Today Adam Tarnow taught from Jesus’s Sermon on the Mount. In particular, Adam shared from Matthew 6:1-18, where Jesus warns against the hypocrisy of performance, giving alternatives so that we might instead genuinely live in response to God’s love.
- What are some things you did in younger years trying to impress your friends? If “fans are fickle,” why do we care so much about what others think? Is there something you are doing in your life now in an attempt to impress others? Are some of these attempts to impress others even considered good things?
- What does Jesus mean in Matthew 6:1 when He warns that practicing righteousness in order to be seen by others will result in loss of reward? Do you believe this loss of reward is in both the eternal and the present? Adam mentioned a perceived tension between Jesus telling us to let our good deeds be seen (Matthew 5:16) and not seen (Matthew 6:1). Would you agree or disagree that this tension points to the motive behind our deeds? Regarding your own good deeds, ask yourself, “What’s the ‘why’ behind my action?” and share the answer with your group.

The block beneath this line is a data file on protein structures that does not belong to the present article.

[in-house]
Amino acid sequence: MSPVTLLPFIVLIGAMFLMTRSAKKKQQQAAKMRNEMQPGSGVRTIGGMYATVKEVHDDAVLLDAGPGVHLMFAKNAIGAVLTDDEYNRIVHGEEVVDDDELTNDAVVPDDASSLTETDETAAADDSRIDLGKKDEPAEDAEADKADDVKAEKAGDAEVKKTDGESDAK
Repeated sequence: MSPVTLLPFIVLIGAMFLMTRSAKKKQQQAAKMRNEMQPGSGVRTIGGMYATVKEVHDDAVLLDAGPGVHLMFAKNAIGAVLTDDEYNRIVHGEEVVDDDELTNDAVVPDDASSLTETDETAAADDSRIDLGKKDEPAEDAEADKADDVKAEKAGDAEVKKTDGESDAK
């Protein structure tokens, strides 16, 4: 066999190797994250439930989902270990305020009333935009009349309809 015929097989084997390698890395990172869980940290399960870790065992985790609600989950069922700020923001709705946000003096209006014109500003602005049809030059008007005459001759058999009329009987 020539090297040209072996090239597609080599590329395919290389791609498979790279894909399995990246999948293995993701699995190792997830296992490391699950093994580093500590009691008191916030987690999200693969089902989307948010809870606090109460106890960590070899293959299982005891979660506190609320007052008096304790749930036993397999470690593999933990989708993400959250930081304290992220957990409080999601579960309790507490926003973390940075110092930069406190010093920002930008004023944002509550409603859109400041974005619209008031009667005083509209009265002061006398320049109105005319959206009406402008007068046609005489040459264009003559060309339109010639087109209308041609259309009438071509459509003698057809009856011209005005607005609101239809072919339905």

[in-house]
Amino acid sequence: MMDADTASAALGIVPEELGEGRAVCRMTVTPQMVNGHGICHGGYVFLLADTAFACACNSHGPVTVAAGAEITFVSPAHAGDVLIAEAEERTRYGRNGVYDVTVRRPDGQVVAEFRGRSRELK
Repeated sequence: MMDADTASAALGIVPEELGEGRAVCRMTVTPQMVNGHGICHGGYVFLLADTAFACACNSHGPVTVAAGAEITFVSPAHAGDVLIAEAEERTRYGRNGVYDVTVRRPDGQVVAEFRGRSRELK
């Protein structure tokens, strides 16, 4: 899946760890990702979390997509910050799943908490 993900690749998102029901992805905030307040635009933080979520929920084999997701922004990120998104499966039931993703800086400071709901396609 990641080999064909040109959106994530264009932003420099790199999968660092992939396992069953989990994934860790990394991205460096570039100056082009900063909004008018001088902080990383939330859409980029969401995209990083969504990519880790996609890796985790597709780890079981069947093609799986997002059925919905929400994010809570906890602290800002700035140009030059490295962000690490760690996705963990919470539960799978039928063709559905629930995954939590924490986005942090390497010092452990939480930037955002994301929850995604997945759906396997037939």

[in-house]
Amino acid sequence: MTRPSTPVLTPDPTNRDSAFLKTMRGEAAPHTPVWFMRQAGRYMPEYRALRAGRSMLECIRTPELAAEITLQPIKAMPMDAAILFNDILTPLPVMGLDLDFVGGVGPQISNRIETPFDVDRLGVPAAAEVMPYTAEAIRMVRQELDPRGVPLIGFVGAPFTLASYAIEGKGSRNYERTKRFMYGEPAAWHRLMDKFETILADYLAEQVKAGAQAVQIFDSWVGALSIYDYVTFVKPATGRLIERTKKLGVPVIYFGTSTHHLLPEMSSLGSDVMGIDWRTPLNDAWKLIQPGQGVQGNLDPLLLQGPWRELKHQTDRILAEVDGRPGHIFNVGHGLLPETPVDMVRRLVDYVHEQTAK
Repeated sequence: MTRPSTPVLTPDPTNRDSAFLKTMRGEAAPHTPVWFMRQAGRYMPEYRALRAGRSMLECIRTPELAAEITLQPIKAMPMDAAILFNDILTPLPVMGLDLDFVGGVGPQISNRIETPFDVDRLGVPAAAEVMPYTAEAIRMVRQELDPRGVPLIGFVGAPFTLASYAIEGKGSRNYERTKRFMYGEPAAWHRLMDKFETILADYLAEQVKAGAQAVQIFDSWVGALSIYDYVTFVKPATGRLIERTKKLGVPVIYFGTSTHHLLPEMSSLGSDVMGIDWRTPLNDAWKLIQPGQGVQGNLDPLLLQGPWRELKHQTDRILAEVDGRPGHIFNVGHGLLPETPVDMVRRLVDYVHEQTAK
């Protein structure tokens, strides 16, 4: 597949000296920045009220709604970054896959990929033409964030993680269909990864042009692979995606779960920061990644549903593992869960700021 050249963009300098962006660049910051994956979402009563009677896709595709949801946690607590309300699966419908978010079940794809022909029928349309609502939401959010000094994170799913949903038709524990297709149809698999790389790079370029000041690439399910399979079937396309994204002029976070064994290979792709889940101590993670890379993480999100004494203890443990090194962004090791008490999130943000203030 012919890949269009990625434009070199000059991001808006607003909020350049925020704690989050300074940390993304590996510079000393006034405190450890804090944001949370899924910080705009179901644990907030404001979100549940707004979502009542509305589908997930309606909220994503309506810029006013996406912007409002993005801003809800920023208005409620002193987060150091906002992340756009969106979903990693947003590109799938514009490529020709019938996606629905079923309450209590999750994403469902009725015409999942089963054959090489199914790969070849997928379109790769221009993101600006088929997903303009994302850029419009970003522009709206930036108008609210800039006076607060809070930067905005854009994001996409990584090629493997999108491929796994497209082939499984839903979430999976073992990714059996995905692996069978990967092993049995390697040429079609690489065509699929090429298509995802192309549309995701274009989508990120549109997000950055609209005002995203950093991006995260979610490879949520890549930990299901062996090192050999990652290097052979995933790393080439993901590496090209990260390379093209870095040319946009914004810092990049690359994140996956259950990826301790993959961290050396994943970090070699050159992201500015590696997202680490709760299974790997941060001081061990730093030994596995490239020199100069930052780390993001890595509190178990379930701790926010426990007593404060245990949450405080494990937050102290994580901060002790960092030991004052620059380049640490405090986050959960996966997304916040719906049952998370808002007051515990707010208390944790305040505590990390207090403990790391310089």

- In Matthew 6:2, 6:5, and 6:16, we see examples of hypocrisy Jesus used as they relate to our giving, prayer, and fasting. Can you share an example from your own life of how you might struggle with hypocrisy in these specific areas? Or, if your hypocrisy is more subtle than these examples, will you share that particular need to impress with your group?
- For each one of these three examples of hypocrisy, Jesus also offers alternatives in Matthew 6:3, 6:6, and 6:17. Adam stated that these alternatives remind us that the only “applause that matters is the applause of God.” Do you believe these alternative approaches, which are known fully by our sovereign God, can alter the motive behind your own actions? If so, how exactly would you say your motives are influenced by this passage? What other passages of Scripture related to God’s sovereignty and our deeds can you and your group draw upon?
- Do you truly believe that our loving God, who sees all you do, delights in showing you mercy? If so, where can you turn away from the worldly pressure to perform and impress others, and simply live in response to the grace and love He has shown you? How will you take a step today to “live for an audience of One?”